The sheer volume of published works containing subject matter relevant to medicine seems to invite some sort of critical examination from a healthcare studies viewpoint. All graphic fiction is not equal however, and while proposing the inclusion of some graphic works within the canon of illness literature, it must be remembered that the rise in public and academic estimation of the medium risks a widespread rush to laud its properties without due critical consideration. Leaving authorial achievement aside, there is also the problem of how different types of work should be assessed beside each other. Some purport to be the result of genuine experience, some are plainly fiction, drawn from supposition, and some are a mixture. How should one equate these in value? Should a distinction be made at all? The nature of autobiographical writing is changing and the process itself has lately been viewed from new angles.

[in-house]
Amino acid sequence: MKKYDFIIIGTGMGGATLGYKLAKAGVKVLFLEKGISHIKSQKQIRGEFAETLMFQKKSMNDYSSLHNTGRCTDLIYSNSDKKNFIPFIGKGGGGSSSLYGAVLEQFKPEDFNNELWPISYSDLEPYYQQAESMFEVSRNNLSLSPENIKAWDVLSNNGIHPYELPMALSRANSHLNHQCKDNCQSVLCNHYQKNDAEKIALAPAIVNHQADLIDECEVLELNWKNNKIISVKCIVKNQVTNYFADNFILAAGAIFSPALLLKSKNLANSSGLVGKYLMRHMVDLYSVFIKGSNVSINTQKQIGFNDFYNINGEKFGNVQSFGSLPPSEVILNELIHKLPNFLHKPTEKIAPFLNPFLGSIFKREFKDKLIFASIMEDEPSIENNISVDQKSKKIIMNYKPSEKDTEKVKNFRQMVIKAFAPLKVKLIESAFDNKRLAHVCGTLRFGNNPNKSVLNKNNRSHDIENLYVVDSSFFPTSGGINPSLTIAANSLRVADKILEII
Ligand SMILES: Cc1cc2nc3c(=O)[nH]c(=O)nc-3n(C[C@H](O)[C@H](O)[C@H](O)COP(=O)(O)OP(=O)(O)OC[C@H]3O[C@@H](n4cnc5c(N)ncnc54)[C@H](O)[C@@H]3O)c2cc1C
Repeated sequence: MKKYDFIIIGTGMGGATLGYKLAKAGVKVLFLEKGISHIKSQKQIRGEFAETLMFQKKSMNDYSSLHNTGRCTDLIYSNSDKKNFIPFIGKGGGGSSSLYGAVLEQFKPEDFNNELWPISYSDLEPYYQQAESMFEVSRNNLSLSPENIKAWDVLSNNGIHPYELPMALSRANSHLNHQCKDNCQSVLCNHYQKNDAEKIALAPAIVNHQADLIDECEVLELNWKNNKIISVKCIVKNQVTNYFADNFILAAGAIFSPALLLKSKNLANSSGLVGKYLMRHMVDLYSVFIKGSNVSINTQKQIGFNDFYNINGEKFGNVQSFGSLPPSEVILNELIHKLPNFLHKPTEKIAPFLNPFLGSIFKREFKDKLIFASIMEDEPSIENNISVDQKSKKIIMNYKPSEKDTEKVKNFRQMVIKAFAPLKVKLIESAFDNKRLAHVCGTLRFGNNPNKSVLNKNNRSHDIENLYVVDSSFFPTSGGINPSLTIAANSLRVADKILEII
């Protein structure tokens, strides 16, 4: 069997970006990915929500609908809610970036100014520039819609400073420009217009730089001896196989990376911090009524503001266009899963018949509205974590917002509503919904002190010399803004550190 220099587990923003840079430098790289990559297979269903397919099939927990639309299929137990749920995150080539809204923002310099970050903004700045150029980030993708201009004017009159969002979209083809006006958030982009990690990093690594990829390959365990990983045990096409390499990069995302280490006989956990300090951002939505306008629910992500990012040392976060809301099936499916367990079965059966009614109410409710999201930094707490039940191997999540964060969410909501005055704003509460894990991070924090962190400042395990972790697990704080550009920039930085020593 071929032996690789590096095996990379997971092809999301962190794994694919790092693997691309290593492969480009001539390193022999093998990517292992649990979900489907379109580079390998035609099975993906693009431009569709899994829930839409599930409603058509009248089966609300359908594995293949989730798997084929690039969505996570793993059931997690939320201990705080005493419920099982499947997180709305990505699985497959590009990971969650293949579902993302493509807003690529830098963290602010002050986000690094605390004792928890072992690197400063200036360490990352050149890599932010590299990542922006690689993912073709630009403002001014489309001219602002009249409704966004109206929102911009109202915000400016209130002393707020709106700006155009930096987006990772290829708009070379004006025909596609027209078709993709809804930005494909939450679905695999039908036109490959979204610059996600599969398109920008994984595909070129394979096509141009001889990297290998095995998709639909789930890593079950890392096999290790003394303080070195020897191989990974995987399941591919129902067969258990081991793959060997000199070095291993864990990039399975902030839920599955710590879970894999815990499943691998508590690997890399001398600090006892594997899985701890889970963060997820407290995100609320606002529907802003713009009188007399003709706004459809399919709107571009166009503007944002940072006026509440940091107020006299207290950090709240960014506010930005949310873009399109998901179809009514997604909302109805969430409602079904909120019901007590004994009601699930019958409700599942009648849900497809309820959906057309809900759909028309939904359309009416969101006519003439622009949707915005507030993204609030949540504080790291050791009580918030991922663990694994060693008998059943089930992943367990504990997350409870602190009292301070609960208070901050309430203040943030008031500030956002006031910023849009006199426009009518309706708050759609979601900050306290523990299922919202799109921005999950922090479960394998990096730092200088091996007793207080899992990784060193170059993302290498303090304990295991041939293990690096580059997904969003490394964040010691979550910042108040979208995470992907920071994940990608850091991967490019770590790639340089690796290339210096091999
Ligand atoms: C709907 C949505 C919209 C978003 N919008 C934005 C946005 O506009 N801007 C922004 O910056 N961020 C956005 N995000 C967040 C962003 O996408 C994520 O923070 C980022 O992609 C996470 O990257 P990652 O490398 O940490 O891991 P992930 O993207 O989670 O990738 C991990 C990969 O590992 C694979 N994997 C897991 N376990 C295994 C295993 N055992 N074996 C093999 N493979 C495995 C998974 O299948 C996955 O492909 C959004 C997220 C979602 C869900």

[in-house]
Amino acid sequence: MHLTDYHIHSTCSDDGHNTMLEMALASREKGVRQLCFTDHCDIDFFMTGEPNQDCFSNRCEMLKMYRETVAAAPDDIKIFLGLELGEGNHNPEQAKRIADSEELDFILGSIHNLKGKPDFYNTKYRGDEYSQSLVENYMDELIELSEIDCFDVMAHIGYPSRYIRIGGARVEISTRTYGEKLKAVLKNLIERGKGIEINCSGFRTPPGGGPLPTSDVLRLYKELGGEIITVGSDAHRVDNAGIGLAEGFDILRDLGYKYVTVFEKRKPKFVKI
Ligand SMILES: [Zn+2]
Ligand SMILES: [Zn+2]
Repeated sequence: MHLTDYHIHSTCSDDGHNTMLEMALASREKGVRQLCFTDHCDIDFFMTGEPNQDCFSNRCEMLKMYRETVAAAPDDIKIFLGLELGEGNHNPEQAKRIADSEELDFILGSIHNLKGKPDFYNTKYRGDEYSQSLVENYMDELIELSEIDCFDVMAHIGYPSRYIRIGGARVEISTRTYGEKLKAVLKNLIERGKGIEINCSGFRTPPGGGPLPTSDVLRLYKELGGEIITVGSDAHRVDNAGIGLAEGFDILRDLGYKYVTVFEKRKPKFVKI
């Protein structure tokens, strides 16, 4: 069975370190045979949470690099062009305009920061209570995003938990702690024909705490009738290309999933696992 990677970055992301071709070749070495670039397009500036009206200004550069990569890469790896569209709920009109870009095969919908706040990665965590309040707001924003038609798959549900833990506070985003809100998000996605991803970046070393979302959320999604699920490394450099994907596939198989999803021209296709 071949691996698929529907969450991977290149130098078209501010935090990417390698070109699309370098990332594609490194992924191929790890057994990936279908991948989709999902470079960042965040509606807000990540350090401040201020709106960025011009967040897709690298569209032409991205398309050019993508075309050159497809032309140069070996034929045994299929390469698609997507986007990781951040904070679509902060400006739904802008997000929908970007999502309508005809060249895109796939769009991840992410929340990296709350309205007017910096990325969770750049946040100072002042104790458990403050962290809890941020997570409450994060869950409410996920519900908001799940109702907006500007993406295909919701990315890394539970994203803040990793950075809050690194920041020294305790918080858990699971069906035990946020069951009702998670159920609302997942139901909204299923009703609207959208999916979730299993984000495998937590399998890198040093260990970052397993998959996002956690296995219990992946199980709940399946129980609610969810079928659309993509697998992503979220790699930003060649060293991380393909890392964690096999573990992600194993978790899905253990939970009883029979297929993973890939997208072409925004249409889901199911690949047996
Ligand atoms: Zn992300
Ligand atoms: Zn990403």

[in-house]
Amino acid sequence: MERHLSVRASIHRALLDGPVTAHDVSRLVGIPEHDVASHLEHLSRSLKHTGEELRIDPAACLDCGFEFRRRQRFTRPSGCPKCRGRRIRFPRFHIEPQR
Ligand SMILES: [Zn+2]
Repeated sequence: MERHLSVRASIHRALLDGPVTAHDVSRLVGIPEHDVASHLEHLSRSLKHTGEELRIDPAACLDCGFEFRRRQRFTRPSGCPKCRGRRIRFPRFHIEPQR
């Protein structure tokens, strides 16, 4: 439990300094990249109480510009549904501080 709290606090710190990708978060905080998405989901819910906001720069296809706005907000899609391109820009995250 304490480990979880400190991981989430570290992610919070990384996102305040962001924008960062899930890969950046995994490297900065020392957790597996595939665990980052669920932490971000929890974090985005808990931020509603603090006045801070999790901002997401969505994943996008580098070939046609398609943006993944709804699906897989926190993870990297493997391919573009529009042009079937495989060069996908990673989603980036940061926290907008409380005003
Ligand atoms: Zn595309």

Much more work could be done in this area, and no doubt will be: the academic appraisal of graphic fiction is in its infancy, and its examination by academics involved in healthcare related studies is very sparse to date. Many more threads could be teased out: comparing graphic narrative to film, poetry, literature, medical textbooks or medical photography.
It must be noted that the vast majority of work relates to the American healthcare system, and this may provide an interesting window into American healthcare for readers from other parts of the world. The overrepresentation in this discussion of the American system may reflect stateside domination of the comics medium, a paucity of published material relating to other anglophone countries, or this author's inability to read the colloquial modern French in which many bandes dessinées are written.